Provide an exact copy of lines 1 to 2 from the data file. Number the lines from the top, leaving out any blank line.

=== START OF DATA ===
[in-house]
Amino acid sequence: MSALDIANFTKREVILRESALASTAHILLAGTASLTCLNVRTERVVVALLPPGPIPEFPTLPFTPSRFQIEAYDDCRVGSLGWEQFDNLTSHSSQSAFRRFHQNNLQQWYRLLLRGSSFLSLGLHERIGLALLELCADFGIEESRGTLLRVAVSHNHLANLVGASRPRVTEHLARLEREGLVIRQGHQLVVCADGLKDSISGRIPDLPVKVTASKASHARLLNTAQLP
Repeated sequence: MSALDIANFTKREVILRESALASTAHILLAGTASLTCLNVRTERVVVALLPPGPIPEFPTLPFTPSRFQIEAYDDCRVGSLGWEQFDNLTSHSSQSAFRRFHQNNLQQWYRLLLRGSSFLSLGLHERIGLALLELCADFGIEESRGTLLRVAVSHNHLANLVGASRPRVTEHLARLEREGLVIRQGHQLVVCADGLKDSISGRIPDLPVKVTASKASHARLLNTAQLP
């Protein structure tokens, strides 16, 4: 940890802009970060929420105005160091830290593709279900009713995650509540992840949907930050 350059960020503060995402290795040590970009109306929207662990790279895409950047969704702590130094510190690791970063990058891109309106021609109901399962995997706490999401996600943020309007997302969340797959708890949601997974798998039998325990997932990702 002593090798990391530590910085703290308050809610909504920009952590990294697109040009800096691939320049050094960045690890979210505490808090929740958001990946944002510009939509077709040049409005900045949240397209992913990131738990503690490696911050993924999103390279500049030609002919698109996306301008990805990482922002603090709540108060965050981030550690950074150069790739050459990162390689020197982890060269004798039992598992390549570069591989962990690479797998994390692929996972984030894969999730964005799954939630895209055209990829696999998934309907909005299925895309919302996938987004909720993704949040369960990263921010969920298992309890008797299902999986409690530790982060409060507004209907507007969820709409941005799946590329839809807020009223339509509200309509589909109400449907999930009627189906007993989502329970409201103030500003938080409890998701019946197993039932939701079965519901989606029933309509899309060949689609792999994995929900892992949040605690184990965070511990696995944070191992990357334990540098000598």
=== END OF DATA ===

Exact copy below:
[in-house]
Amino acid sequence: MSALDIANFTKREVILRESALASTAHILLAGTASLTCLNVRTERVVVALLPPGPIPEFPTLPFTPSRFQIEAYDDCRVGSLGWEQFDNLTSHSSQSAFRRFHQNNLQQWYRLLLRGSSFLSLGLHERIGLALLELCADFGIEESRGTLLRVAVSHNHLANLVGASRPRVTEHLARLEREGLVIRQGHQLVVCADGLKDSISGRIPDLPVKVTASKASHARLLNTAQLP